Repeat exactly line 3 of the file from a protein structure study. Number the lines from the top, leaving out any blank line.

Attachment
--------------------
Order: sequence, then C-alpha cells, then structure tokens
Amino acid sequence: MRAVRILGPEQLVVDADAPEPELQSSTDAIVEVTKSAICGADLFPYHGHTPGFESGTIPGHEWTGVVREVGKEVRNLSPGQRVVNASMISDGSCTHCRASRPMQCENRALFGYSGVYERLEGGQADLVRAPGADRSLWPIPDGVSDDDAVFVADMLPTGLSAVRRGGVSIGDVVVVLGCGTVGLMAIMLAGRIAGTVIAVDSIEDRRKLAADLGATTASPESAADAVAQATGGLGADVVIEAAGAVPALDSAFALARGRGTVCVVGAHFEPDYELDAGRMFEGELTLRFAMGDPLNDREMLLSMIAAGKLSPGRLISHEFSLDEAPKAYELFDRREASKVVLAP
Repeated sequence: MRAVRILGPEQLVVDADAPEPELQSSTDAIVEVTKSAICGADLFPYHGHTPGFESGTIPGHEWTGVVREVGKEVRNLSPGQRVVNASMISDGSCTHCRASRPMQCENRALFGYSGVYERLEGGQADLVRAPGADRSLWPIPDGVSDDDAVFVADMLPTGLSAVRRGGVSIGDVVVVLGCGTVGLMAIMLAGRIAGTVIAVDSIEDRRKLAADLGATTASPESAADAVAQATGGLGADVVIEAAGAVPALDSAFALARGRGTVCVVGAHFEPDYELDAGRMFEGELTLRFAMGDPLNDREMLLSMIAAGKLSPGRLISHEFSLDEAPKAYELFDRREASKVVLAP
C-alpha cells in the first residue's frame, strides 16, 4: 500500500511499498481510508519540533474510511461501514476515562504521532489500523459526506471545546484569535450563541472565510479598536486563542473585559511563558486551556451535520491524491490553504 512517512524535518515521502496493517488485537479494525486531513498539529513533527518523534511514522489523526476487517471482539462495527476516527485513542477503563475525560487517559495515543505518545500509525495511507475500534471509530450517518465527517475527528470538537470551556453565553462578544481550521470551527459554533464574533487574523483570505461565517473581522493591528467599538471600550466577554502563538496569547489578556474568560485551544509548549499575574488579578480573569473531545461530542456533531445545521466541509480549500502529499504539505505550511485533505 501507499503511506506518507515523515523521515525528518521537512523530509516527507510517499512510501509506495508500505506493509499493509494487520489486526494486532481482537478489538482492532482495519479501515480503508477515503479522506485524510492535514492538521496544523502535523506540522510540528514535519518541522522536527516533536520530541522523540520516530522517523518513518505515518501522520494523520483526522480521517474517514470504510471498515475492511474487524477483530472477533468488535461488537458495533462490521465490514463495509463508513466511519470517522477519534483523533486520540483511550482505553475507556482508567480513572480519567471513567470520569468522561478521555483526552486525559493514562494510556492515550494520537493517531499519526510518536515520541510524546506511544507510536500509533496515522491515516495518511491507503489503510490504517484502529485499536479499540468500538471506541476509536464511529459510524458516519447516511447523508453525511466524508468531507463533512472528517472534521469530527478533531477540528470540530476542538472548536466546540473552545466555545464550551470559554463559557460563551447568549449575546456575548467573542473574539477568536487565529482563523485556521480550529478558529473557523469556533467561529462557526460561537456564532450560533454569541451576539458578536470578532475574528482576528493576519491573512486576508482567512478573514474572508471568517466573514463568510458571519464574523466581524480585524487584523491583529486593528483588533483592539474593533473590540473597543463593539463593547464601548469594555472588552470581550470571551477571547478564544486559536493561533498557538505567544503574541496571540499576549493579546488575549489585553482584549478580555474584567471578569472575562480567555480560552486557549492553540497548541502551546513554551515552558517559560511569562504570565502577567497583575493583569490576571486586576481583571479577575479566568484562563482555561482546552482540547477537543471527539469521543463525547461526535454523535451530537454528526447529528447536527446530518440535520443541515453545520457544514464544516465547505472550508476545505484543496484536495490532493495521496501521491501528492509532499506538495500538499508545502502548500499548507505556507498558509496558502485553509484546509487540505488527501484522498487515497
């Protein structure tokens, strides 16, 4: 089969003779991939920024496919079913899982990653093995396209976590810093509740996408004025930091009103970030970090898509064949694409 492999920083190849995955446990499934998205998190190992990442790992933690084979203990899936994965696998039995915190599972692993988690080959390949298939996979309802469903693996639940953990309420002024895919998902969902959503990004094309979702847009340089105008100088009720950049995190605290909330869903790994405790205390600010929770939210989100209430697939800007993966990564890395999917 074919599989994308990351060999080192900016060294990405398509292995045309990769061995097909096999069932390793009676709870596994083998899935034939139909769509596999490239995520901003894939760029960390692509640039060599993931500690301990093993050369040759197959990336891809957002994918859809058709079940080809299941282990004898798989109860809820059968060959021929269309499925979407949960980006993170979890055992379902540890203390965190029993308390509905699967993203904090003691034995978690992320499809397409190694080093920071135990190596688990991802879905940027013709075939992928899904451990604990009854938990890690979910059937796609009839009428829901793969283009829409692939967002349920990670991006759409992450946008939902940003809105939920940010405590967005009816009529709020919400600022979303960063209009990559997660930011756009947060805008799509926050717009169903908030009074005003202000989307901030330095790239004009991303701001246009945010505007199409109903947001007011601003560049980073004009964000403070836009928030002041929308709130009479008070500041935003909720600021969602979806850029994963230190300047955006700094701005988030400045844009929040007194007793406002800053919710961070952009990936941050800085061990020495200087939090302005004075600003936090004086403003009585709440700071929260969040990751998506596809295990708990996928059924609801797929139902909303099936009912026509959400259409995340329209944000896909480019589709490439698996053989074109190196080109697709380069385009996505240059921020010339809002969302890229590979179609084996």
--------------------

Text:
Repeated sequence: MRAVRILGPEQLVVDADAPEPELQSSTDAIVEVTKSAICGADLFPYHGHTPGFESGTIPGHEWTGVVREVGKEVRNLSPGQRVVNASMISDGSCTHCRASRPMQCENRALFGYSGVYERLEGGQADLVRAPGADRSLWPIPDGVSDDDAVFVADMLPTGLSAVRRGGVSIGDVVVVLGCGTVGLMAIMLAGRIAGTVIAVDSIEDRRKLAADLGATTASPESAADAVAQATGGLGADVVIEAAGAVPALDSAFALARGRGTVCVVGAHFEPDYELDAGRMFEGELTLRFAMGDPLNDREMLLSMIAAGKLSPGRLISHEFSLDEAPKAYELFDRREASKVVLAP